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Do Wilco need a producer?


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Talking about a name one e.g. Nigel Goodrich. One who would stand up to Jeff and occasionally say these lyrics need a little work or that arrangement is not too exciting. May lead to some difficult times in The Loft but could mean we get a record with a bit more light and shade than the likes of Cruel Country. I think in general the songs are there, but someone who occasionally told  Jeff some hard truths could help produce a much more interesting record 

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I think Tweedy is generally fair, curious and open to exploring different arrangements his band comes up with for records. But if you're saying that Cruel Country sounds too much all-Jeff, I'd agree.

 

I'd sign up to hear what a Wilco record might sound like with someone like a Nigel Goodrich producing, but ain't gonna happen.

 

Early buzz of Wilco's next record makes me think the band will have a LOT more influence on the overall vibe & sound.

 

 

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I think Wilco needed a producer when YHF was a messy pile of layers in want of direction and they were lost. Jim O'Rourke helped them find their record.

 

These days they seem to know exactly where they're headed. Whether it's to your liking is entirely up to you, but I don't think they're looking for someone to provide direction.

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I think they do and it would help me like their newer material more.  I'd love to hear what they come up if they worked with a strong producer somewhere other than the Loft.  The Loft is great and all, but It's good for a band to get out of their comfort zone, especially when the comfort level has reached critical mass, which I think has happened to Wilco.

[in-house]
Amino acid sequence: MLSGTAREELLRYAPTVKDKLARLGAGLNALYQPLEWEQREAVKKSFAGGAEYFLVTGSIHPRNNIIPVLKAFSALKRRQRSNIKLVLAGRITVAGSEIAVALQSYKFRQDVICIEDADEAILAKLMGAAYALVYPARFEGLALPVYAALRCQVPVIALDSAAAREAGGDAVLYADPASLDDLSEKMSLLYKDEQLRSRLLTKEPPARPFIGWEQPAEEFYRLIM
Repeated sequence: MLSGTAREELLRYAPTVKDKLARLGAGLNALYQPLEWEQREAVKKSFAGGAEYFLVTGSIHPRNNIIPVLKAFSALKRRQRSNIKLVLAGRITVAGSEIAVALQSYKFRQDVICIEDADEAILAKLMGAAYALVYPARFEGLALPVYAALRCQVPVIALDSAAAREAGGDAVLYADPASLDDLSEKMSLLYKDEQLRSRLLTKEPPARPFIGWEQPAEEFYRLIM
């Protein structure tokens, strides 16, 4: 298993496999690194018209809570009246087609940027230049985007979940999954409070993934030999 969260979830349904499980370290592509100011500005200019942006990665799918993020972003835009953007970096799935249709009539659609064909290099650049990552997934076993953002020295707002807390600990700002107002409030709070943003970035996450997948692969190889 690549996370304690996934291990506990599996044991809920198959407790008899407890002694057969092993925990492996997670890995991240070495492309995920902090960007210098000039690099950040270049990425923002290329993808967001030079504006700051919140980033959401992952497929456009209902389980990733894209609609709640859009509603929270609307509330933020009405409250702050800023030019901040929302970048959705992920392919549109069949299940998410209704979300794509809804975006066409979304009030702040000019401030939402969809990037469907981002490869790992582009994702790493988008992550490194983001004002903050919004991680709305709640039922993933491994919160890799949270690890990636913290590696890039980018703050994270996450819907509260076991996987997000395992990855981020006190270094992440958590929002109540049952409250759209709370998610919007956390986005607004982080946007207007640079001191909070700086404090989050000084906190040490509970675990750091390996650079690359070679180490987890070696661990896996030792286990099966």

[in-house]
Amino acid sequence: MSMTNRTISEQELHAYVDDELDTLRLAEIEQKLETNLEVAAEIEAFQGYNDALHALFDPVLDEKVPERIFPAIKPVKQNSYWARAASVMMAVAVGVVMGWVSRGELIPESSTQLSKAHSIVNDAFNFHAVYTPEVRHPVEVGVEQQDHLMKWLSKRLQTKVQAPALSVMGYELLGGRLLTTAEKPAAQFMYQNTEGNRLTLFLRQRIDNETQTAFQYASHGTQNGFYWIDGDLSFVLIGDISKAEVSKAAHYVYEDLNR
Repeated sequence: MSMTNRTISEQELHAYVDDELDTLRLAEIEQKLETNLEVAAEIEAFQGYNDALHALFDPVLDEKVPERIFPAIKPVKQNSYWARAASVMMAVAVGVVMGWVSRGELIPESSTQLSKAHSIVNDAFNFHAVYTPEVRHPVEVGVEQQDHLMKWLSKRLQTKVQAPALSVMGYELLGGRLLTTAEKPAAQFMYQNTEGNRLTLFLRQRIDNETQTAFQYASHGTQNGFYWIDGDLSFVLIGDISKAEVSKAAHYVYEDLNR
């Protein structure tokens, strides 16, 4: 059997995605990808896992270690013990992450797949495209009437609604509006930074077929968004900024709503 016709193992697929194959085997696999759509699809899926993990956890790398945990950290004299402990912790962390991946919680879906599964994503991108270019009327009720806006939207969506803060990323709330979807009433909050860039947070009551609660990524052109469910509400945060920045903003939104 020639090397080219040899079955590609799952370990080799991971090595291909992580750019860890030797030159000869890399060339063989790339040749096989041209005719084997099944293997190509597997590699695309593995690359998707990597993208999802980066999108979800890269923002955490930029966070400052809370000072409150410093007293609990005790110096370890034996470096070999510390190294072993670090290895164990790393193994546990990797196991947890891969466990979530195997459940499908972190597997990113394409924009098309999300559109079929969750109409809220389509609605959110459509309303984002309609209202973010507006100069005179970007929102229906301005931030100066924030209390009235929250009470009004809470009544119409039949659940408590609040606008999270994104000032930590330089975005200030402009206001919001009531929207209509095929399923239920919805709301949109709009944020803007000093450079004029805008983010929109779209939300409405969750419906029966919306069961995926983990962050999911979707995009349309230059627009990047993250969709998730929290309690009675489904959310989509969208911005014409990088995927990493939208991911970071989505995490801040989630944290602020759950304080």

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2 hours ago, jff said:

I think they do and it would help me like their newer material more.  I'd love to hear what they come up if they worked with a strong producer somewhere other than the Loft.  The Loft is great and all, but It's good for a band to get out of their comfort zone, especially when the comfort level has reached critical mass, which I think has happened to Wilco.  

Couldn't agree more with this. Would LOVE to see a Wilco and Nigel Godrich collaboration. 

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I've been thinking about this lately. On the one hand, Wilco has never really had a true outside producer. O'Rourke would be the closest thing to that. And they don't need direction or anything. On the other hand, I do think Jeff needs someone to challenge him on some of his ideas or at least play devil's advocate with him, to objectively tell him to reconsider some of his first-blush choices (lyrics, vocals, arrangements). Tom Schick is a talented guy, but Jeff would benefit from a shaking things up sound-wise a bit, even if that means a more labor-intensive project.

 

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1 hour ago, DiamondClaw said:

I've been thinking about this lately. On the one hand, Wilco has never really had a true outside producer. O'Rourke would be the closest thing to that. And they don't need direction or anything. On the other hand, I do think Jeff needs someone to challenge him on some of his ideas or at least play devil's advocate with him, to objectively tell him to reconsider some of his first-blush choices (lyrics, vocals, arrangements). Tom Schick is a talented guy, but Jeff would benefit from a shaking things up sound-wise a bit, even if that means a more labor-intensive project.

 

 

There's something to this in that Tom Schick has been pretty firmly in the engineer role at the loft. He faithfully captures the sounds being made and uses his skills to present them in the way the artist/producer directs. Since that's Jeff the basic vibe of the presentation, the sonics, is coming from Jeff. I'm sure some of it is collaborative, it always is, but Schick is there to accomplish what the people he's working with are asking for.

 

You could also point to The Whole Love which is the only Wilco record co-produced by Pat Sansone. There is a different kind of meticulousness to that record. Pat has slightly more baroque (using this loosely) sensibilities, he's more of a Pet Sounds to Jeff's Highway 61 common sense.

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10 hours ago, lost highway said:

 

(Pat's) more of a Pet Sounds to Jeff's Highway 61 common sense.